BIOTIC Species Information for Palinurus elephas
|Researched by||Angus Jackson & Charlotte Marshall||Data supplied by||MarLIN|
|Refereed by||This information is not refereed.|
|Typical food types||Echinoderms, small gastropods and bivalves, microalgae, shrimp larvae, bryozoans, annelids.||Habit||Free living|
|Bioturbator||Not relevant||Flexibility||None (< 10 degrees)|
|Height||Insufficient information||Growth Rate||12 mm/year|
|Adult dispersal potential||>10km||Dependency||Independent|
|General Biology Additional Information||The male and female size range units used are total length (TL) although carapace length (CL) is the measurement usually used for fisheries management. Maximum overall total length is about 600 mm, although more commonly between 400 - 500 mm. In terms of carapace length, male and female sizes have been recorded to range between 85-193 mm and 79-180 mm respectively.
In Britain and Ireland, females moult in late summer between July and September (Hepper, 1977; Ansell & Robb, 1977; Hunter et al., 1996). The moult cycle of males in Britain and Ireland seems to be less clear. Hunter et al. (1996) reported that males have a moult peak in September coinciding with the female moult. According to Hepper (1977) and Hunter (1999), male Palinurus elephas in Britain and Ireland moult mainly in the winter months although Hunter (1999) also states that males moult throughout the year. In Ireland, moulting occurs from late spring to early summer (Gibson & O'Riordan, 1965; Mercer, 1973, both cited in Hunter, 1999).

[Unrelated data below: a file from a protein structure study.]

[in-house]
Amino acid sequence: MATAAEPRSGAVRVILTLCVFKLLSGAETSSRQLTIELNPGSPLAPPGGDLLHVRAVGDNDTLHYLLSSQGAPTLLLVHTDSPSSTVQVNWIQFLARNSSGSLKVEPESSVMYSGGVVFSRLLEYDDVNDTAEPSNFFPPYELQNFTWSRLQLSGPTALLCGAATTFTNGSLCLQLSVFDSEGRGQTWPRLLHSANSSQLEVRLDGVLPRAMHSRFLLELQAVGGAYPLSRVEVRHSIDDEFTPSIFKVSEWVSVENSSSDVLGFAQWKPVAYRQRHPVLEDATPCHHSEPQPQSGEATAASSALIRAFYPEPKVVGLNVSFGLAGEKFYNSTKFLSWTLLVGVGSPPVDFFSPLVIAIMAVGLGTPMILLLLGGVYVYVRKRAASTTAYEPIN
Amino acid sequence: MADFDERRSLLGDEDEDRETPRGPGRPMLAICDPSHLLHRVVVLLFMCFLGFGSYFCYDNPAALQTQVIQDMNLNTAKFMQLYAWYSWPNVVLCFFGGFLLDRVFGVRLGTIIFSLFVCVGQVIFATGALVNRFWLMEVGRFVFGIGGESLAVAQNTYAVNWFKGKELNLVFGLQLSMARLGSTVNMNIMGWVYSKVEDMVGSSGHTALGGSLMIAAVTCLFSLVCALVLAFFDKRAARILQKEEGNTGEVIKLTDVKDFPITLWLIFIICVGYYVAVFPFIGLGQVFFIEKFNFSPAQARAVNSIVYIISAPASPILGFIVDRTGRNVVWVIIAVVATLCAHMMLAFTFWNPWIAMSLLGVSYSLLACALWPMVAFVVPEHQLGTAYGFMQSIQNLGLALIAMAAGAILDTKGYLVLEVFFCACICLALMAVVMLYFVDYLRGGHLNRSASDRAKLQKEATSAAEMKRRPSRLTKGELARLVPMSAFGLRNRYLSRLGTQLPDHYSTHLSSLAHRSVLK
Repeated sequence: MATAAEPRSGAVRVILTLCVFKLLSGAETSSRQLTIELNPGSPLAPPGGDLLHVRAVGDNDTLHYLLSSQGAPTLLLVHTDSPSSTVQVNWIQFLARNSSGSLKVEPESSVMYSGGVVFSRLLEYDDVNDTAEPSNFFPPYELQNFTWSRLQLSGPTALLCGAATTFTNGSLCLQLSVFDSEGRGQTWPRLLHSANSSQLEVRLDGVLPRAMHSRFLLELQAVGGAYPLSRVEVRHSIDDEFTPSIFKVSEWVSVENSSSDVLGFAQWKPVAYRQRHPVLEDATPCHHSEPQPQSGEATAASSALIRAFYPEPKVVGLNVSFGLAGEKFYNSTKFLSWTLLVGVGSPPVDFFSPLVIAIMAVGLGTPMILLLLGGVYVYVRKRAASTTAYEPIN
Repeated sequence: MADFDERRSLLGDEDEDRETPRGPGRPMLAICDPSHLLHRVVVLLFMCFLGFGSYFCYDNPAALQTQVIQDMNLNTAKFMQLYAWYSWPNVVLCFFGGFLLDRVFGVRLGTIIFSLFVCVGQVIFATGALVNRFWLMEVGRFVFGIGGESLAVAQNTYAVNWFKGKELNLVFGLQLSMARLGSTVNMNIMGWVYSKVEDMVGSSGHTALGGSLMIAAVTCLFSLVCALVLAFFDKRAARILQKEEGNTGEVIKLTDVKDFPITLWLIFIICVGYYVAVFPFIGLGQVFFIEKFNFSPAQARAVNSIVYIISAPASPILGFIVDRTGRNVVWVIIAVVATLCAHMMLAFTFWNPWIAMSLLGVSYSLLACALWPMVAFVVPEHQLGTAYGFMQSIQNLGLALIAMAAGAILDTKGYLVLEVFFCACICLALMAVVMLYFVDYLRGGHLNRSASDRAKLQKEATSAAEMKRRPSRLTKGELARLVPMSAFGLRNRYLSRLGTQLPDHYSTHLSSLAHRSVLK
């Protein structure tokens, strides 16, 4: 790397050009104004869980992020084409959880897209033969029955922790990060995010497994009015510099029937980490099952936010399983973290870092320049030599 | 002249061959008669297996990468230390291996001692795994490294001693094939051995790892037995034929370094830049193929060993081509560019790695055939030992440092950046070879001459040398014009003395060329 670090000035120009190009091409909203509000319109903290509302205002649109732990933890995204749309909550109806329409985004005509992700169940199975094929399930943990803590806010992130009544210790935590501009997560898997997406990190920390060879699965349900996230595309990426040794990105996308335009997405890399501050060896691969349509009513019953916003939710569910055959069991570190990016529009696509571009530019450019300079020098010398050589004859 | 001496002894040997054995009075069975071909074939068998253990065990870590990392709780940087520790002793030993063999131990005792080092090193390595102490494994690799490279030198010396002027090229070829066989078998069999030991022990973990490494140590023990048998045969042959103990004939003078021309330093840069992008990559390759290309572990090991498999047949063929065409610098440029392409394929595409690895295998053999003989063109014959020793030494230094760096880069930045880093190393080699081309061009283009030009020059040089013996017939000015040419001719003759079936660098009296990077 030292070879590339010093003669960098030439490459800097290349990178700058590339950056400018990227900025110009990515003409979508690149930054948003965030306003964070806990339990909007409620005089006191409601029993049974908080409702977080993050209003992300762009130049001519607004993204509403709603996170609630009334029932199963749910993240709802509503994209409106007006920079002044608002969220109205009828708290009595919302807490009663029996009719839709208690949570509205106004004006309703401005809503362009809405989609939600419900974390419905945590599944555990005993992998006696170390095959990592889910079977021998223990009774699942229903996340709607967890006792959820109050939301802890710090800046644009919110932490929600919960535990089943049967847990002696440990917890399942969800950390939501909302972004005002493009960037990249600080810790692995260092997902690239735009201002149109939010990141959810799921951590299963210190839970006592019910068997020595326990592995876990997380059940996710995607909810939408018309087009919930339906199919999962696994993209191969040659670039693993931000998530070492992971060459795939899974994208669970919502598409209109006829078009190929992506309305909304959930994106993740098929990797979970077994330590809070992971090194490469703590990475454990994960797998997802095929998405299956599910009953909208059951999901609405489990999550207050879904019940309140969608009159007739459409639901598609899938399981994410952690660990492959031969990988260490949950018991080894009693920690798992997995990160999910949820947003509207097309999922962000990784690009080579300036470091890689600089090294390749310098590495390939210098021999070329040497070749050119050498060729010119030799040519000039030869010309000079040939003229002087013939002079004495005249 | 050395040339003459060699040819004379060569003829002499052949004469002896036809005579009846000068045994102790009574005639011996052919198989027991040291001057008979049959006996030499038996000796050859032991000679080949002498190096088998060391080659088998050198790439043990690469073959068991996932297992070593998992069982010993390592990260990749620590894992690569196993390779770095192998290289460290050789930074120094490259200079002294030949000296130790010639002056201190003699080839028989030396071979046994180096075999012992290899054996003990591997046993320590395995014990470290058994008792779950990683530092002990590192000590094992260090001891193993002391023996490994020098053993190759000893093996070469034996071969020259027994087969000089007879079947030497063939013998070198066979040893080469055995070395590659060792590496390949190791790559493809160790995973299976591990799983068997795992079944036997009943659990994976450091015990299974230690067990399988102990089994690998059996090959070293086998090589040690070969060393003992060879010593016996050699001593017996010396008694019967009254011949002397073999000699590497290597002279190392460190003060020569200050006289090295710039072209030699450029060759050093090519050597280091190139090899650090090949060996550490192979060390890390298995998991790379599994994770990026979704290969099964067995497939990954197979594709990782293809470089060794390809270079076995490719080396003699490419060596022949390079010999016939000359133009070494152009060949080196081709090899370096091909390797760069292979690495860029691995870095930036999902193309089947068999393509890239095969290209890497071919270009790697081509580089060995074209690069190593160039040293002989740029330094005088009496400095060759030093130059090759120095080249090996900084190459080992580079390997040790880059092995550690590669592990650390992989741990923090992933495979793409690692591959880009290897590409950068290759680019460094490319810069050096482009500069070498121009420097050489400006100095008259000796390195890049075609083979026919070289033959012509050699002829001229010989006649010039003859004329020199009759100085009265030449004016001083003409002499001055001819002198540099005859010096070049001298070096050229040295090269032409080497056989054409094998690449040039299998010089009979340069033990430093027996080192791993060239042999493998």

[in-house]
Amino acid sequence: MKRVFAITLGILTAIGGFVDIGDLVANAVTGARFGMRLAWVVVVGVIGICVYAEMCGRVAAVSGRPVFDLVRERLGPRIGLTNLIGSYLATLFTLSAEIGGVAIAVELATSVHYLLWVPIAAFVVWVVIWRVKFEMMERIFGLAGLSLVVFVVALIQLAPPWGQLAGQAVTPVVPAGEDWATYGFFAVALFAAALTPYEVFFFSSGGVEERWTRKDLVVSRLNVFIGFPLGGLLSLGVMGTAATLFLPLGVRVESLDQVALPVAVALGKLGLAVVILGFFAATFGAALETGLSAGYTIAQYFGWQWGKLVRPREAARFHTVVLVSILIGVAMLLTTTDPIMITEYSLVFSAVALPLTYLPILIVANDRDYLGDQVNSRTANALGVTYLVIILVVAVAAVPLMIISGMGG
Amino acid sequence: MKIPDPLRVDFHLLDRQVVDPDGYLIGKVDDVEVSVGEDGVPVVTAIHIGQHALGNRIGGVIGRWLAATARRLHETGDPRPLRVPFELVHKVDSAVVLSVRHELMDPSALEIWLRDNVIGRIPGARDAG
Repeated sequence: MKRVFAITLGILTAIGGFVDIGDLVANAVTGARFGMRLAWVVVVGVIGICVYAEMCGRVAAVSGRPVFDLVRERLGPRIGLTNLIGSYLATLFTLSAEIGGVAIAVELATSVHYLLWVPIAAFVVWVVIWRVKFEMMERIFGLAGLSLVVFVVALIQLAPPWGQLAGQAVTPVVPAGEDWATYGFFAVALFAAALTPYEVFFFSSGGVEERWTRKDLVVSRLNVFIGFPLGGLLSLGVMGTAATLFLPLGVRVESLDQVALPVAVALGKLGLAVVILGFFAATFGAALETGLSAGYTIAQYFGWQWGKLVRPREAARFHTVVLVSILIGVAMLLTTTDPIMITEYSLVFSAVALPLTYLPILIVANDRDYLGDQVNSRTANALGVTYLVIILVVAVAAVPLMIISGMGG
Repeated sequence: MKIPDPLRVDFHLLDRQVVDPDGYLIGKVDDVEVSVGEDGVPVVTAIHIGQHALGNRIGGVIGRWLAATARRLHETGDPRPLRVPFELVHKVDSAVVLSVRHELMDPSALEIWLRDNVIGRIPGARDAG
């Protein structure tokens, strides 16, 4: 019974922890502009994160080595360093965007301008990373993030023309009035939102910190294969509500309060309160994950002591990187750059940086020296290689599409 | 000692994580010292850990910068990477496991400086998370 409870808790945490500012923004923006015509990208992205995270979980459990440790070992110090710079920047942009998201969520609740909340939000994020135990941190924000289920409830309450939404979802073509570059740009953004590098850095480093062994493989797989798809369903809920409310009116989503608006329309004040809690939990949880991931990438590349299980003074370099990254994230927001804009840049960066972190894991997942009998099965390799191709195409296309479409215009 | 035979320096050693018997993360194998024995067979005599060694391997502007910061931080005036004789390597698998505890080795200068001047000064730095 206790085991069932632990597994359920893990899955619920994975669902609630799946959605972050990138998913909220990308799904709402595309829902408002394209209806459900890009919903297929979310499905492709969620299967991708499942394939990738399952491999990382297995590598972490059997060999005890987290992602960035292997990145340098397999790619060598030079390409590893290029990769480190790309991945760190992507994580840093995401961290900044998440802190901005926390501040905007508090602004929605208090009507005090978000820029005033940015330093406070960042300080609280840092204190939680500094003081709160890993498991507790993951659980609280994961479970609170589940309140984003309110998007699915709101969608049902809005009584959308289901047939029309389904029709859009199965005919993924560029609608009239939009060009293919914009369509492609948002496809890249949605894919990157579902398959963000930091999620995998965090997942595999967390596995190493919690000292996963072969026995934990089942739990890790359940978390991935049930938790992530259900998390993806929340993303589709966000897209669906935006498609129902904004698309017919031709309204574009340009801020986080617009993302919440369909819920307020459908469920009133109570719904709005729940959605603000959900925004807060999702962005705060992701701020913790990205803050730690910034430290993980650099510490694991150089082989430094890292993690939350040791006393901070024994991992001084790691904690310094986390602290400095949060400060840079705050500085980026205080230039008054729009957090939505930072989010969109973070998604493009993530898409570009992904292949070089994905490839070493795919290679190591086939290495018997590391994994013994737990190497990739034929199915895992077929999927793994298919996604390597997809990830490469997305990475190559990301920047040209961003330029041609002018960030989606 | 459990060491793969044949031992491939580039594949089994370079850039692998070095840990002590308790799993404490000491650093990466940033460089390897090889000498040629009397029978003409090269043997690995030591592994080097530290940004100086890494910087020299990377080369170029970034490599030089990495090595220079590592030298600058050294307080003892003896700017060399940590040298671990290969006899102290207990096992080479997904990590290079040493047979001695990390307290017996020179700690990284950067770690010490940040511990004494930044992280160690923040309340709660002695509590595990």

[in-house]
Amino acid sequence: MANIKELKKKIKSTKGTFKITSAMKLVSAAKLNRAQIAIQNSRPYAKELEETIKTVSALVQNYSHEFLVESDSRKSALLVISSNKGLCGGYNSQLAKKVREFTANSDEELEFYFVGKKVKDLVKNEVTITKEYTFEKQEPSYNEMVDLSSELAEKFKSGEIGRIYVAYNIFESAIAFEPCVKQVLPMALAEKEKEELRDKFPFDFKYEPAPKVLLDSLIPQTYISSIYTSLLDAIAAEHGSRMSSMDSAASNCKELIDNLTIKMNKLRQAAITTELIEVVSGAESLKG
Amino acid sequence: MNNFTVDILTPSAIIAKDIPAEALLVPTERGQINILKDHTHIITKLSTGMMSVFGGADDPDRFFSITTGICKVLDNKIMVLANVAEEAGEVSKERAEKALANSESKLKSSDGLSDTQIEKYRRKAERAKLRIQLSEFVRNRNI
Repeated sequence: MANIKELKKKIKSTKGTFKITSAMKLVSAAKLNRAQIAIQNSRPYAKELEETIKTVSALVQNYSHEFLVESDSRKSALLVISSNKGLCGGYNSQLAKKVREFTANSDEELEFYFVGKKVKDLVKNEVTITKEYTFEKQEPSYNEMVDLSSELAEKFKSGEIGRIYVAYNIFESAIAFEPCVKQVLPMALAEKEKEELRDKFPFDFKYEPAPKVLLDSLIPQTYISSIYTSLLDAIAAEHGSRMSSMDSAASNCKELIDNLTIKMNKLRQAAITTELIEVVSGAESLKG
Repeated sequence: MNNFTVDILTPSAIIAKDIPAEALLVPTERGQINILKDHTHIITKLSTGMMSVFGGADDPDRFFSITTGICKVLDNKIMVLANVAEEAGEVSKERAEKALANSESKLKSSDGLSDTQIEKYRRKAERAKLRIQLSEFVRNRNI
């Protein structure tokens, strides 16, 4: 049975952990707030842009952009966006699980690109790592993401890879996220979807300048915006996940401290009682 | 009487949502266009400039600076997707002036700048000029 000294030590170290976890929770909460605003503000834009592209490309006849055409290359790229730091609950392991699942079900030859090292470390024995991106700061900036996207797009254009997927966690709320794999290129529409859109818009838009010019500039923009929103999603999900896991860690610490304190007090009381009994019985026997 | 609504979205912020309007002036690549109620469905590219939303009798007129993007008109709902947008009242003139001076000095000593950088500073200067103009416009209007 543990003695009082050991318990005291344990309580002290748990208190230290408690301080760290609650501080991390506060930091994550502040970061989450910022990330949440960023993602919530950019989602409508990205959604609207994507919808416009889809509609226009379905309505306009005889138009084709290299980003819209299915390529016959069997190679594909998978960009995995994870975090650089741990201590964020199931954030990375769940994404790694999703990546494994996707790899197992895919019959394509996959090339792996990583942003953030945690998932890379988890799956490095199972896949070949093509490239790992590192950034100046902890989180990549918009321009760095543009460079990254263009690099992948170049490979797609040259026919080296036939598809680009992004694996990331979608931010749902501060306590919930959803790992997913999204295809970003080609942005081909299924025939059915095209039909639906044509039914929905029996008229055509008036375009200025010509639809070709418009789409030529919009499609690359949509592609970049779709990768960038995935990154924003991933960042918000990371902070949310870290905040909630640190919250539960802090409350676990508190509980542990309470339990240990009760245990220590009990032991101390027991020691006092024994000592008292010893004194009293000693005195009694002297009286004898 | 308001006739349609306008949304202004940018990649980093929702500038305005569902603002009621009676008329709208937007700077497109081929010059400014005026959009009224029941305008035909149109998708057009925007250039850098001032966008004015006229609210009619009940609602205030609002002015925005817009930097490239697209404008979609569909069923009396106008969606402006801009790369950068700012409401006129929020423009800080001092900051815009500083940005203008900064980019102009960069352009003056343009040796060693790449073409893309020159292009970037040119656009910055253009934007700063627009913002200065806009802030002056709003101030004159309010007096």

Moult frequency decreases with increasing age (Hunter, 1999).
Size at maturity
Palinurus elephas typically crawls on the substratum but may occasionally be found to swim. Mercer (1973, cited in Hunter, 1999) describes the species as 'typically gregarious'.
|Biology References||Hepper, 1977, Hunter et al., 1996, Campillo & Amadei, 1978, Ansell & Robb, 1977, Ingle, 1997, Hunter, 1999, Mercer, 1973, Noel, 1999, Goñi et al., 2003, Gibson & O'Riordan, 1965, Goñi & Lacrouite, 2005,|